Gun-Violence Researchers, Anticipating No Change Under Trump, Rethink Strategy

With a 20-year ban on federal funds for studies of firearm violence, researchers at more than 80 public-health institutions plan to make progress locally.



An Attempt to Replicate Top Cancer Studies Casts Doubt on Reproducibility Itself

Studies organized by Brian Nosek’s Center for Open Science have once again sounded an alarm about whether research can be replicated. But the authors of those studies take issue with the approach.


At Long Last, Agency Completes Overhaul of Rules on Use of Humans in Research

The revisions, delayed by more than five years of acrimonious debate, will take effect next year regardless of the change in presidential administrations.



The Need for More M.D.-Ph.D. Hybrids, and What Colleges Are Doing About It

Physician-scientists are uniquely adept at translating basic discoveries into cures. But graduate programs aren't producing many such scholars.



At Lab That Conquered Ebola, an Emphasis on Creativity

Gary P. Kobinger, a former chief of special pathogens at Canada’s National Microbiology Laboratory, credits a climate there that fostered cooperation among scientists, rather than competition, for the international effort’s success.



A Racial-Equity Scholar Describes His ‘Painful Gratitude’ for Donald Trump

Shaun Harper says Mr. Trump's victory in the presidential election means college officials can no longer doubt that racism still exists and can appear on their campuses.



Why Millennials Don’t Want to Run for Office

The economic and psychological costs of campaigning are high, but at stake is a healthy democracy, says the political scientist Shauna L. Shames.



As the Drive to Share Data Intensifies, Can Standards Keep Up?

The push to open up access to scientific data has some researchers worried about a matter getting less attention: how they can use that information accurately.



After Trump’s Election, Political Scientists Feel New Urgency

Some scholars say the field should focus on the defense of civic principles.



Letting Researchers Choose Their Peer Reviewers Gets Another Shot

The open-access microbiology journal mSphere will give authors a "super-fast track" option toward publication. The idea has some ardent fans, but is also drawing doubts.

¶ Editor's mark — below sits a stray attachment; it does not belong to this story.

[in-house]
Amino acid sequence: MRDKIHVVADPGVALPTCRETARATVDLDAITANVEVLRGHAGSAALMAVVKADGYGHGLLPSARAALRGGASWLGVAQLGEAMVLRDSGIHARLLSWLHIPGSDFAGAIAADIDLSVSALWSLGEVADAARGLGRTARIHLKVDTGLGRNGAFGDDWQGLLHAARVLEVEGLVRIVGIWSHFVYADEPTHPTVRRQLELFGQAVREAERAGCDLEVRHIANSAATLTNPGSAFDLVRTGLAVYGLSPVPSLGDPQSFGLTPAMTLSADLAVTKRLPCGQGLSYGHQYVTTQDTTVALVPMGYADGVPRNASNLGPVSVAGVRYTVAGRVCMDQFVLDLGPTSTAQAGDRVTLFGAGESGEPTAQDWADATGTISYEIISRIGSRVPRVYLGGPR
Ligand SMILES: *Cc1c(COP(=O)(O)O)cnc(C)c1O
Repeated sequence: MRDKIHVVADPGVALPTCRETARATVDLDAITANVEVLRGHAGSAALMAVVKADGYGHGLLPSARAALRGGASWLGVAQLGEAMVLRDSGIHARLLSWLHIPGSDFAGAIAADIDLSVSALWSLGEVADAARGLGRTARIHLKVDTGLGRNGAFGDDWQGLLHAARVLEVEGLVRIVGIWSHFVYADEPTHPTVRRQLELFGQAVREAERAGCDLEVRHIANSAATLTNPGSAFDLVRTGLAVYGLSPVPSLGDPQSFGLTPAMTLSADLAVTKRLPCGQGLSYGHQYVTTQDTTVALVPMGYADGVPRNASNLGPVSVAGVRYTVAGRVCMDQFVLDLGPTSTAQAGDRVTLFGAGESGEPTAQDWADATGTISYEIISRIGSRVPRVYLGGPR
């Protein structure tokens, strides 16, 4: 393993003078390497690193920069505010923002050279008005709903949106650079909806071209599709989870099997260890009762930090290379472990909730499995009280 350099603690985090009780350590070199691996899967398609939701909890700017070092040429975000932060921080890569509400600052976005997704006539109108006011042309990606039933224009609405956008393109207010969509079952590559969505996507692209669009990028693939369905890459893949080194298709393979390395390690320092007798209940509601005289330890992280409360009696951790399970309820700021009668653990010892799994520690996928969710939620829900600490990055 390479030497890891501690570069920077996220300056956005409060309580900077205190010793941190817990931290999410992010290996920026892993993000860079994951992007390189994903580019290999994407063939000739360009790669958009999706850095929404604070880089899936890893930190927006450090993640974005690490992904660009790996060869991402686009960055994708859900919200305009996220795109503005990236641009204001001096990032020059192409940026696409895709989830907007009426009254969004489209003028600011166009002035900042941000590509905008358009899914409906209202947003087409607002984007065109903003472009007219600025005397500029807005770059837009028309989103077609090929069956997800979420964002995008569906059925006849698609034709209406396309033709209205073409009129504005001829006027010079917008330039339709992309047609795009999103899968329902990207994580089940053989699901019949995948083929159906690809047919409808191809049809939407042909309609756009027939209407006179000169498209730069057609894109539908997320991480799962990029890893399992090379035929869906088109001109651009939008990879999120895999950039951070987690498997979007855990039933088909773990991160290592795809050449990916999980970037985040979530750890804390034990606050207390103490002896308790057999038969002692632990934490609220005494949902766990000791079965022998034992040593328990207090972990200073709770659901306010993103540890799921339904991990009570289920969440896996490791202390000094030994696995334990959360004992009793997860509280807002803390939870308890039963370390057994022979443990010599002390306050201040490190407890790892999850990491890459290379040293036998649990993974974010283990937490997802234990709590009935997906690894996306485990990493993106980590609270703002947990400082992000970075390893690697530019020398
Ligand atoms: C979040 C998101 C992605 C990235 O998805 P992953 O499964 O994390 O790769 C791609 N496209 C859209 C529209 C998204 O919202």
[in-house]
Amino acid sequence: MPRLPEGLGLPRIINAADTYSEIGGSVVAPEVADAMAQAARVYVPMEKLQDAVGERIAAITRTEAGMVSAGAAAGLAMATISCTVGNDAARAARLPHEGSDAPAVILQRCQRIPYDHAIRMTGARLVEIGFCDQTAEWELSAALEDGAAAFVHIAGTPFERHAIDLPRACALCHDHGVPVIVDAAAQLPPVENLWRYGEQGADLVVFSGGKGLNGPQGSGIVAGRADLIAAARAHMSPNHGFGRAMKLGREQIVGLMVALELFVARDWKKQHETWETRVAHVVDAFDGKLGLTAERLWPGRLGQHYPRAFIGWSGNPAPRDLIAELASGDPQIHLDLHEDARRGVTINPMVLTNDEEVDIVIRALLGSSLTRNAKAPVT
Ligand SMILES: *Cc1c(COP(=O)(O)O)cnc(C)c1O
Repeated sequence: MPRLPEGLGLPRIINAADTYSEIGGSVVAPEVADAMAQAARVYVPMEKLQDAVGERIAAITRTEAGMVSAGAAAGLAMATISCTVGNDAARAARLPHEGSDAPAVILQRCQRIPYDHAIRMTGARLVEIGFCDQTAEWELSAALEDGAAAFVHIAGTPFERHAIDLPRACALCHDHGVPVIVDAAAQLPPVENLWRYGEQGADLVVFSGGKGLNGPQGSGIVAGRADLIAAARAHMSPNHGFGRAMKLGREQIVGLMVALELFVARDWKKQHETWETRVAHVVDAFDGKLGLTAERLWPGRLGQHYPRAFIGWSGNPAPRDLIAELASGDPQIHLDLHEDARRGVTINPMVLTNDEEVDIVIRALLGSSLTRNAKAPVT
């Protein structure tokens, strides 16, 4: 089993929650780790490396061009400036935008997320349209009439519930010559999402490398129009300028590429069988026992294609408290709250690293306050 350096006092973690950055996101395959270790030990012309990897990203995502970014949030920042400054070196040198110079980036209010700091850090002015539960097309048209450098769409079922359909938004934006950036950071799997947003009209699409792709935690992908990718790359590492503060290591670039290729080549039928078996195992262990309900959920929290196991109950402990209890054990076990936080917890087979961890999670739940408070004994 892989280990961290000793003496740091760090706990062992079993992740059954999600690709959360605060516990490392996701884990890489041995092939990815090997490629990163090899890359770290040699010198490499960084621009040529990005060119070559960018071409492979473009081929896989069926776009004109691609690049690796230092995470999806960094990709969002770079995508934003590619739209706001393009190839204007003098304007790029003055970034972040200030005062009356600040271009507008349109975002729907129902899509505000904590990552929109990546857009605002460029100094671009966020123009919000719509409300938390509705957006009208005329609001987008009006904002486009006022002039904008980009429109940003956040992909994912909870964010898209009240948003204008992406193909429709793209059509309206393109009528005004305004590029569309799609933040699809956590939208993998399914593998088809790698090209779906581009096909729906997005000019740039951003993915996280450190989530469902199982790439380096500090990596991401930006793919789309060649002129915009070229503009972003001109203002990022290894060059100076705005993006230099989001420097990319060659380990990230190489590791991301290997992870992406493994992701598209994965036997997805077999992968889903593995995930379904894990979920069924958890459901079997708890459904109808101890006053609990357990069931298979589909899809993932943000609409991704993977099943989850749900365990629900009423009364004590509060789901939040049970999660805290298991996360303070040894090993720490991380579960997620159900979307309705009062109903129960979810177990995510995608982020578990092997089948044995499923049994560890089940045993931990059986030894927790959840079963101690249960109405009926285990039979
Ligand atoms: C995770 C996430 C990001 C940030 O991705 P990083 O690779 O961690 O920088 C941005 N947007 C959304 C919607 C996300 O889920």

Research Universities Hope Trump’s Infrastructure Plans Could Be a Boon to High-Speed Communications

The president-elect has focused mostly on brick-and-mortar projects like roads and bridges. Academics hope his administration will also dedicate new federal money to a better internet.


How Voters’ Education Levels Factored Into Trump’s Win

Campaign-watchers had long focused on the role the electorate’s schooling would play in the race. But it’s hardly the only demographic breakdown that mattered.


Academic Pollsters Didn’t See All Those Trump Voters Coming, Either. Why Not?

After a surprising election, public-opinion researchers assess the damage.



Older Scientists Are Touted as Offering Untapped Value

While a researcher’s productivity generally declines with age — possibly because of the distraction of administrative duties — creativity and impact do not, a new study has found.



Open Data Meets a Defining Test

As large companies assume a bigger role in the research life cycle, Brian Nosek’s Center for Open Science sees a moment to push a vision of data sharing and open research.



A Challenge for Mental-Health Experts: Should They Weigh In on Trump?

Psychiatrists have long abided by the "Goldwater rule," which bars them from offering professional opinions on public figures they have not examined in person. This year’s Republican nominee has some specialists wavering.



Universities Seek Smaller, Modernized Fleet of Research Vessels

The Obama administration has asked Congress to pay $106 million toward two new ships, although researchers say a third vessel is needed — an idea that has support in the Senate but not in the House of Representatives.



Why the College Degree Seems to Be Deciding the Presidential Election

A stark divide in voter preferences has opened between people with college diplomas and people without them. What’s going on? Here are a few issues to consider.



Clinton and Trump Are the Candidates of Our Dreams, Whether We Like It or Not

Kelly Bulkeley has been collecting dreams about presidential candidates for years. What do they all mean?



An Ambitious Science Hub's New Leader Explains Its Bid to Find All Cures

Mark Zuckerberg and his wife, the pediatrician Priscilla Chan, have invested $600 million in a new lab space for universities in the Bay Area. The Chronicle talks to one of its directors.



Big Money Comes to Inequality Research

Amid anxieties over growing disparities, donors and foundations are devoting serious amounts to studies of rich and poor.


Chan Zuckerberg Initiative Pledges $3 Billion for Science Research

The Facebook co-founder and his physician wife draw praise from Bill Gates, among others, as they outlined plans to tackle big goals and fund research that other grant makers consider too risky.



Newly Named Species Find Their 15 Minutes of Fame. Thanks, Obama.

A handful of researchers have named their recent discoveries for the president. With that decision comes publicity and, for some, regret.